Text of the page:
Chelsea Quinn Yarbro,
Roman Dusk
(Tor, 2006)

In the third century AD (or the 10th century since the founding of Rome), the foreigner Ragoczy Germainus Sanct-Franciscus lives in peace in a villa outside the walls of Rome. When he comes to the attention of a decurion -- a minor Roman official -- who takes a dislike to him, Sanct-Franciscus finds that life becomes a bit more difficult.

When he later moves his household within the Roman walls in accordance with the law, the decurion again tries to make trouble for him, but Sanct-Franciscus is meticulous in his dealings with the law. The decurion, however, refuses to give up until he finds some reason to have Sanct-Franciscus prosecuted.

Long-time readers of this series will know ahead of time that Sanct-Franciscus (a.k.a. the Count Saint-Germain) is a vampire. New readers may be surprised to see how little emphasis is made on his nature. Though mentioned from time to time, the story is not about Sanct-Franciscus being a vampire. His vampiric nature is merely a facet of his character, as much as his dark hair and urbane manners. Such non-emphasis is really rather refreshing if one is used to bloody fangs and glowing eyes.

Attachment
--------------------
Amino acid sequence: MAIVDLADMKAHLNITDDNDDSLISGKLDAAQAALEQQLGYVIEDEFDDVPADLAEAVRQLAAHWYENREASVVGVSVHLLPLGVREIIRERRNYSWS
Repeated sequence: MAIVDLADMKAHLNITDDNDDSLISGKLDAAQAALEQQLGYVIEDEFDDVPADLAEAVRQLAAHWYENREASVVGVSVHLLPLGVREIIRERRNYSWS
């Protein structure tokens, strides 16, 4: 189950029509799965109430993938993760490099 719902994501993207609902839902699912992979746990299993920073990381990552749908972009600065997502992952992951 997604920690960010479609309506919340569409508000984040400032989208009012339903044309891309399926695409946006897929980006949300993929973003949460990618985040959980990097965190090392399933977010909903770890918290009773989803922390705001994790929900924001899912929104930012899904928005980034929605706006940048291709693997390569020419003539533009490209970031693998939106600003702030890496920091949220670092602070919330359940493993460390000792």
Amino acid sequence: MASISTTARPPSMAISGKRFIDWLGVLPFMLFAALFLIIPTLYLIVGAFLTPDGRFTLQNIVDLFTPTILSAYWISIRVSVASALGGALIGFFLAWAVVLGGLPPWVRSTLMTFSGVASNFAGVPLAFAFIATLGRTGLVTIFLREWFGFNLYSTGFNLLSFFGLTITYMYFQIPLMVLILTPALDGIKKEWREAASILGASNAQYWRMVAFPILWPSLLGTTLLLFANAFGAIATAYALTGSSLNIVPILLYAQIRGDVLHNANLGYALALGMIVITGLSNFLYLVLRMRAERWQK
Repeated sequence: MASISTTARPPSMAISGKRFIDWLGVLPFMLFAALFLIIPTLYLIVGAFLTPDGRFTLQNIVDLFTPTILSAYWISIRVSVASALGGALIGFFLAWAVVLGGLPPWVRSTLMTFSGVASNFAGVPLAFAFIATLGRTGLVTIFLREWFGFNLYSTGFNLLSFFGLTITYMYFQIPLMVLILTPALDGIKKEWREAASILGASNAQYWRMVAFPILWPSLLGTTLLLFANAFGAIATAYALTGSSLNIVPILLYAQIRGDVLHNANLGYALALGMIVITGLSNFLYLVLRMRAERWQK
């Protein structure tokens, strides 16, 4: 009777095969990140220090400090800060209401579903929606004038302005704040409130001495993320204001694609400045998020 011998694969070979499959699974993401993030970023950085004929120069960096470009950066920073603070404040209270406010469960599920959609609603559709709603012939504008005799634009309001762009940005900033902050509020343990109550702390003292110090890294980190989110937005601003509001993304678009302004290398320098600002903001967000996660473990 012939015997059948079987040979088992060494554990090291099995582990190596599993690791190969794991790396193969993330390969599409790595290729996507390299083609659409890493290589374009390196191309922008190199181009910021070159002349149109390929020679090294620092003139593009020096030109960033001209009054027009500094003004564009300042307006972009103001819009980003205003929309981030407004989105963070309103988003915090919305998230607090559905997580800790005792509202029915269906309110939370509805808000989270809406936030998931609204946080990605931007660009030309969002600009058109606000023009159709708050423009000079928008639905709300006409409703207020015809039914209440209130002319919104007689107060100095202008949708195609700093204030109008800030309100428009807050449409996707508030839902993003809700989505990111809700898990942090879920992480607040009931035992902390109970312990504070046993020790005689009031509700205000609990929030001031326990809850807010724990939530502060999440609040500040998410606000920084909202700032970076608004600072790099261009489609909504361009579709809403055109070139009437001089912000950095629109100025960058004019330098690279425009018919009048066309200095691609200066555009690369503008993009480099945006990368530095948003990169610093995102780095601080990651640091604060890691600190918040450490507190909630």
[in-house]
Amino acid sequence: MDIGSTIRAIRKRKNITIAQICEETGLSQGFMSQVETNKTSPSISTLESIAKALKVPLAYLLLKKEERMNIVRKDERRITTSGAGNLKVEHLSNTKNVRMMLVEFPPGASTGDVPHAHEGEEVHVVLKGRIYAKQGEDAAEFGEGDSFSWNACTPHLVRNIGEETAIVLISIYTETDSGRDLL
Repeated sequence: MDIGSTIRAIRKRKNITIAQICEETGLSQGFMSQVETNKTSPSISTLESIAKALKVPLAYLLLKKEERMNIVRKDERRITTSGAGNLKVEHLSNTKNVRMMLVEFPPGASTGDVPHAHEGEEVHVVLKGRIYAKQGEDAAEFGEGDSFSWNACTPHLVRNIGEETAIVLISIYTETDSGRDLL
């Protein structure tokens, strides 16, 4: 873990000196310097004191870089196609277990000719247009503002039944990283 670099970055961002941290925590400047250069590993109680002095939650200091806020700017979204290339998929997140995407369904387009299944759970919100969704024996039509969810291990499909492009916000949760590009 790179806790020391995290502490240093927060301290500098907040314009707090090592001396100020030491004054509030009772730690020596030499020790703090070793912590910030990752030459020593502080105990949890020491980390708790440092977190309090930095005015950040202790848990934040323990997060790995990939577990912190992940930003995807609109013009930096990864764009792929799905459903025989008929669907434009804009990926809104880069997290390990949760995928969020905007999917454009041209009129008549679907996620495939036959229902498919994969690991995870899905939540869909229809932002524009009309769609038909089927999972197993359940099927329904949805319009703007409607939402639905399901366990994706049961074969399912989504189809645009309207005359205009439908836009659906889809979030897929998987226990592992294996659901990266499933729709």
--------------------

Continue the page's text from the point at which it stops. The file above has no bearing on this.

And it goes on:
The emphasis is instead on Sanct-Franciscus's attempt to live a quiet life in Rome, to run his trading business profitably, to enjoy his friends. Unfortunately, this period in Roman history was an unsettled one, with emperor following emperor in quick succession, when strangers were looked on with suspicion, if not downright fear, for not being born Roman. It was, in many ways, like the prevailing circumstances in our own country where a swarthy complexion earns suspicion. The Roman Empire was not to last too terribly much longer.

Don't be afraid to pick up Roman Dusk even if you've never read a Saint-Germain novel before; no previous knowledge of the series is necessary to thoroughly enjoy this novel. History buffs will no doubt find this just as entertaining as vampire fans.

by Laurie Thayer
7 April 2007

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